As regards thetotal allocations to the local government sphere, the MTBPS was allocating more funds to local government (LG) than the February 2015 Budget. The allocations to the LG sphere continued to grow at a faster rate than those for national and provincial spheres.
In conclusion, the 2015 MTBPS had been crafted in very difficult circumstances characterised by downward economic growth forecasts and rising impatience with social outcomes. Bearing this in mind, government had done a good job that promised a deficit reduction programme for 2015/16 and slight increase in the two outer years and thereby prevent public debt from spiralling out of control.The moratorium on university fee increases and prospects of other far reaching reforms necessitated government finding additional funding to fill gaps that were not addressed at the tabling of the 2015 MTBPS.
A member observed that the FFC had always made recommendations in respect of the challenges posed to the economy and education and asked if the recommendations had been accepted or implemented by the government. Another member asked that to what extent should private-public partnerships be considered in the provisions of infrastructure. A member further asked for the FFC’s recommendations in respect of the depleting unallocated reserves.A member was concerned that the most viable way proposed by the FFC for raising funds for higher education appeared to be by raising taxes and asked whether there was a better option.
The Chairperson welcomed everyone to the meeting. He stated that the agenda of the meeting was for the presentation by the Financial and Fiscal Commission (FFC) on the 2015 Medium Term Budget Policy Statement (MTBPS). He directed the FCF to make its presentation.
Briefing by Financial and Fiscal Commission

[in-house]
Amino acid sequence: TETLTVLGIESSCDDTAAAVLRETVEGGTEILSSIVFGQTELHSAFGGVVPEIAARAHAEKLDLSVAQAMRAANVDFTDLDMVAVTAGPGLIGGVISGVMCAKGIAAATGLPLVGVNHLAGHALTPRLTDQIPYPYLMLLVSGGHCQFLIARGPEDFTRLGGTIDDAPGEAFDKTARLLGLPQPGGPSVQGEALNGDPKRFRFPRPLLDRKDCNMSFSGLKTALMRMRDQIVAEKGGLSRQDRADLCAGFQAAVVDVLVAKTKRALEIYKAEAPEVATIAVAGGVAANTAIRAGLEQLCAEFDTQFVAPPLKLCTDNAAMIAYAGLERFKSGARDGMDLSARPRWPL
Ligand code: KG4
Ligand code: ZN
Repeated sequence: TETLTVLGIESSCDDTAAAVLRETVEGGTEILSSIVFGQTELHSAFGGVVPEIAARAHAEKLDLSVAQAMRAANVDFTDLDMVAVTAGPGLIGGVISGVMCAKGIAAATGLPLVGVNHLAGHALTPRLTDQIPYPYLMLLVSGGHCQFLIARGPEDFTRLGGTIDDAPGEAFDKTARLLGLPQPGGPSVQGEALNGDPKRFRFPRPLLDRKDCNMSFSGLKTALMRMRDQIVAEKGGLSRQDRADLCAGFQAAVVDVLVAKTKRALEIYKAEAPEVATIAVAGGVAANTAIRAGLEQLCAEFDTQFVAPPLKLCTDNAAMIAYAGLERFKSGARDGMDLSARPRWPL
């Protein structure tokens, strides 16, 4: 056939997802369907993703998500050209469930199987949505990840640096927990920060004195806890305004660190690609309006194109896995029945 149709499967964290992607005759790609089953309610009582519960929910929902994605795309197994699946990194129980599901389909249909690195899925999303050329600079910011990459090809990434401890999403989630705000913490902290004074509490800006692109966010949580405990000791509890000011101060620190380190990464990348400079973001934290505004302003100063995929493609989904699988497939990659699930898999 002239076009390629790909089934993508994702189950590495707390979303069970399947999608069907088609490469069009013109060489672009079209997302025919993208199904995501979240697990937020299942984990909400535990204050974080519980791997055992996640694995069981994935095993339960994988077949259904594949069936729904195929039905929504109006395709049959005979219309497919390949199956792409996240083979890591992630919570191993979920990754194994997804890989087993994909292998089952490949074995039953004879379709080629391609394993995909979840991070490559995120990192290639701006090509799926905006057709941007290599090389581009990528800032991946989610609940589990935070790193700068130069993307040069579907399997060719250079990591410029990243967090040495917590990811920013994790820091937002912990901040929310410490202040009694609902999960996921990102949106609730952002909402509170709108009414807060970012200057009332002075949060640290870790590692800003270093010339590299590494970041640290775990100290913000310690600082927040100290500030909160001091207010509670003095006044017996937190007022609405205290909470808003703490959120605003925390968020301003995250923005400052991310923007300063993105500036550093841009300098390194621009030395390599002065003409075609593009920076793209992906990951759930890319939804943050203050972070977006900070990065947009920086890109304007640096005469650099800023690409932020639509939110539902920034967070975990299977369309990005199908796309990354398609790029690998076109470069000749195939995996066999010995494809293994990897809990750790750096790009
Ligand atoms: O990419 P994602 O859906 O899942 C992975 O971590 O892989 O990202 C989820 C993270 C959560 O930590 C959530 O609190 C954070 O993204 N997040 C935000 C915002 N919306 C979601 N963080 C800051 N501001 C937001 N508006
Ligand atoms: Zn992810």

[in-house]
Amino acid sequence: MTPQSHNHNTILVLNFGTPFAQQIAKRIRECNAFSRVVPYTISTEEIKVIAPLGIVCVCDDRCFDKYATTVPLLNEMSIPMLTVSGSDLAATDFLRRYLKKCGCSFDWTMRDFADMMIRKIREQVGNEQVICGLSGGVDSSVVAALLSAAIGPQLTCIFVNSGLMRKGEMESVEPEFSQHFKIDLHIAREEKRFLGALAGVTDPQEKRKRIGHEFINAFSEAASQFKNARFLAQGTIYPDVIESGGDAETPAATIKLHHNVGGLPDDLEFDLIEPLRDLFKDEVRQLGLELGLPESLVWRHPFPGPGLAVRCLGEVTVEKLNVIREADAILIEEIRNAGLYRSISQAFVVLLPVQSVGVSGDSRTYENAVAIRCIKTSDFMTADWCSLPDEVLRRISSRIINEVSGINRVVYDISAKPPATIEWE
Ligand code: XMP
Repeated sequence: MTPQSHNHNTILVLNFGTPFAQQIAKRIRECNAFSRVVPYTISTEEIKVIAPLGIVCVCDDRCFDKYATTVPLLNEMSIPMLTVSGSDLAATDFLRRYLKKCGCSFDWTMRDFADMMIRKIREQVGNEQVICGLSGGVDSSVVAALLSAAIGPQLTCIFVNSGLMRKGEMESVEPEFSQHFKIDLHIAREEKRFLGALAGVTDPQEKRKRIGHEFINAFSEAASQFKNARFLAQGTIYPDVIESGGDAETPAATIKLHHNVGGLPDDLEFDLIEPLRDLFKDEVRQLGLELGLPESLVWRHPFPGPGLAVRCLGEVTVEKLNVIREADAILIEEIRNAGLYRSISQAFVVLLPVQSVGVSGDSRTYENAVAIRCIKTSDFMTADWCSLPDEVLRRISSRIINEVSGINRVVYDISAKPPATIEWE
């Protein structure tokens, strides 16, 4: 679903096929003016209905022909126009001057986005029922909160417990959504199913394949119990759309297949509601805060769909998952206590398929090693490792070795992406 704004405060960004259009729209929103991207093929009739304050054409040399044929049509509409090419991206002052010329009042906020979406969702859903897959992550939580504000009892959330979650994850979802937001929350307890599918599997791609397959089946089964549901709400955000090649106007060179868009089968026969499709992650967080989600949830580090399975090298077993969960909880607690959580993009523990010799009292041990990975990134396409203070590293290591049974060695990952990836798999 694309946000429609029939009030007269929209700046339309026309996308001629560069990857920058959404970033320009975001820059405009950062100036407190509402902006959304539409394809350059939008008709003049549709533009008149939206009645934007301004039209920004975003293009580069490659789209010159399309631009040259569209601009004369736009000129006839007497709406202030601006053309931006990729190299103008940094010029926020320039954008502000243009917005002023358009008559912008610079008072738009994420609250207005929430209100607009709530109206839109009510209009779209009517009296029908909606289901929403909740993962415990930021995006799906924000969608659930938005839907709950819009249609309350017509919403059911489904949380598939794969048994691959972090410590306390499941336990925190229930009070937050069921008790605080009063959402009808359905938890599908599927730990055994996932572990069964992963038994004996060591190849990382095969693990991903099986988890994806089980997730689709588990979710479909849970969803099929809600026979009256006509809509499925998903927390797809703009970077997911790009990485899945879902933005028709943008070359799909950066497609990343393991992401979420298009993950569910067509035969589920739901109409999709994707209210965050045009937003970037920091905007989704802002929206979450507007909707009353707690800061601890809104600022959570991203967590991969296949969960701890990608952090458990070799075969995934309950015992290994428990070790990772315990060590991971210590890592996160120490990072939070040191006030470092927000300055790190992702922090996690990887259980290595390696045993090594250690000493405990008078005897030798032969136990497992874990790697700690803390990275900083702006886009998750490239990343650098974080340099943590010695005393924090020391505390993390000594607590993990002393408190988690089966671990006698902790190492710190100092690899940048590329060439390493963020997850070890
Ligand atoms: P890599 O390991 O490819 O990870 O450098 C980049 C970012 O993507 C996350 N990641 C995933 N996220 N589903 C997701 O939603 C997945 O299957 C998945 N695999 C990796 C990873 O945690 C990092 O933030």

Mr Bongani Khumalo, Chairperson, FFC, commenced the presentation by giving a background of the MTBPS. He stated that the MTBPS was formulated against the backdrop of an economy that was vulnerable to negative domestic and external factors. Low, fragile growth was making it difficult to tackle the triple challenges of high social ills (unemployment, poverty and inequality), fiscal and external imbalances. Rising levels of impatience with deteriorating social conditions had made this one of the toughest MTBPS to craft. Student protests at universities also culminated in a moratorium on fee increases in the next year that was unbudgeted for at the time of tabling the MTBPS. The public sector three-year wage agreement was way higher than what was allocated in the February 2015 Budget and would largely be absorbed by the cumulative contingency reserve, leaving little over to cater for unforeseen emergencies. Spending levels were highly constrained and exacerbated by economic shocks to gross fixed capital formation, households, continuing unemployment and increasing levels of poverty and inequities. It was against this background that the submission on the 2015 MTBPS was made by the FFC in terms of: section 4 (4c) of the Money Bills Amendment Procedure and Related Matters Act (MBAPRMA) (2009), which required Committees of Parliament to consider FFC’s recommendations when dealing with money bills and related matters; Part 1 (3) (1) of the FFC Act (2003) as amended, which provided for the FFC to act as a consultative body and make recommendations to organs of state in all spheres on financial and fiscal matters.